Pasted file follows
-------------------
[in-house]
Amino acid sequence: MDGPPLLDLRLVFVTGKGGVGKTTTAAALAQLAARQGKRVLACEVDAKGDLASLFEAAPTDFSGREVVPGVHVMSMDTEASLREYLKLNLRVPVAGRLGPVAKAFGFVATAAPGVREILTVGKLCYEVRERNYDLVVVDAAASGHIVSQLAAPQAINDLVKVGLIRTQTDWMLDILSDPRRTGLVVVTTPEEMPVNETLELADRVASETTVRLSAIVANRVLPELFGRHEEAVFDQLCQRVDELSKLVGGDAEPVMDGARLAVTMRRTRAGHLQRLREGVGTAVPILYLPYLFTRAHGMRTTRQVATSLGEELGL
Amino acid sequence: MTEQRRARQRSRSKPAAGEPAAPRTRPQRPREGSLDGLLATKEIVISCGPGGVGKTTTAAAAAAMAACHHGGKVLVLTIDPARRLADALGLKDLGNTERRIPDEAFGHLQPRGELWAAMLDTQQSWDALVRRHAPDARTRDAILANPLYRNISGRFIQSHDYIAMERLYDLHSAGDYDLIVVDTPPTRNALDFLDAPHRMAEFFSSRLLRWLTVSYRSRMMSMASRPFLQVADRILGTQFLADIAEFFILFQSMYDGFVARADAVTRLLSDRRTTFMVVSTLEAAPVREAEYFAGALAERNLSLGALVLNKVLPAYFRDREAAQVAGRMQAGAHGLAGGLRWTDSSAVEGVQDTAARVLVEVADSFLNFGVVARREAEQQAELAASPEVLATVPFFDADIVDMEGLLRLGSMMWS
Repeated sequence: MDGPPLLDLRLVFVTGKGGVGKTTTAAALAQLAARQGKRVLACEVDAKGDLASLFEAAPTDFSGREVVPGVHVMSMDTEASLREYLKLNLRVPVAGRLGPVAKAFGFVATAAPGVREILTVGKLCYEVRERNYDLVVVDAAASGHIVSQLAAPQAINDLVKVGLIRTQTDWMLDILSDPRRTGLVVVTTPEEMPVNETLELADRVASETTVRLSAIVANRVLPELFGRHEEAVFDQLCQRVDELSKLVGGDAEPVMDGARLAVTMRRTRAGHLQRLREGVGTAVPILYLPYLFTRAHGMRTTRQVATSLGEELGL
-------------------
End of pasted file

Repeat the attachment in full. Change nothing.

[in-house]
Amino acid sequence: MDGPPLLDLRLVFVTGKGGVGKTTTAAALAQLAARQGKRVLACEVDAKGDLASLFEAAPTDFSGREVVPGVHVMSMDTEASLREYLKLNLRVPVAGRLGPVAKAFGFVATAAPGVREILTVGKLCYEVRERNYDLVVVDAAASGHIVSQLAAPQAINDLVKVGLIRTQTDWMLDILSDPRRTGLVVVTTPEEMPVNETLELADRVASETTVRLSAIVANRVLPELFGRHEEAVFDQLCQRVDELSKLVGGDAEPVMDGARLAVTMRRTRAGHLQRLREGVGTAVPILYLPYLFTRAHGMRTTRQVATSLGEELGL
Amino acid sequence: MTEQRRARQRSRSKPAAGEPAAPRTRPQRPREGSLDGLLATKEIVISCGPGGVGKTTTAAAAAAMAACHHGGKVLVLTIDPARRLADALGLKDLGNTERRIPDEAFGHLQPRGELWAAMLDTQQSWDALVRRHAPDARTRDAILANPLYRNISGRFIQSHDYIAMERLYDLHSAGDYDLIVVDTPPTRNALDFLDAPHRMAEFFSSRLLRWLTVSYRSRMMSMASRPFLQVADRILGTQFLADIAEFFILFQSMYDGFVARADAVTRLLSDRRTTFMVVSTLEAAPVREAEYFAGALAERNLSLGALVLNKVLPAYFRDREAAQVAGRMQAGAHGLAGGLRWTDSSAVEGVQDTAARVLVEVADSFLNFGVVARREAEQQAELAASPEVLATVPFFDADIVDMEGLLRLGSMMWS
Repeated sequence: MDGPPLLDLRLVFVTGKGGVGKTTTAAALAQLAARQGKRVLACEVDAKGDLASLFEAAPTDFSGREVVPGVHVMSMDTEASLREYLKLNLRVPVAGRLGPVAKAFGFVATAAPGVREILTVGKLCYEVRERNYDLVVVDAAASGHIVSQLAAPQAINDLVKVGLIRTQTDWMLDILSDPRRTGLVVVTTPEEMPVNETLELADRVASETTVRLSAIVANRVLPELFGRHEEAVFDQLCQRVDELSKLVGGDAEPVMDGARLAVTMRRTRAGHLQRLREGVGTAVPILYLPYLFTRAHGMRTTRQVATSLGEELGL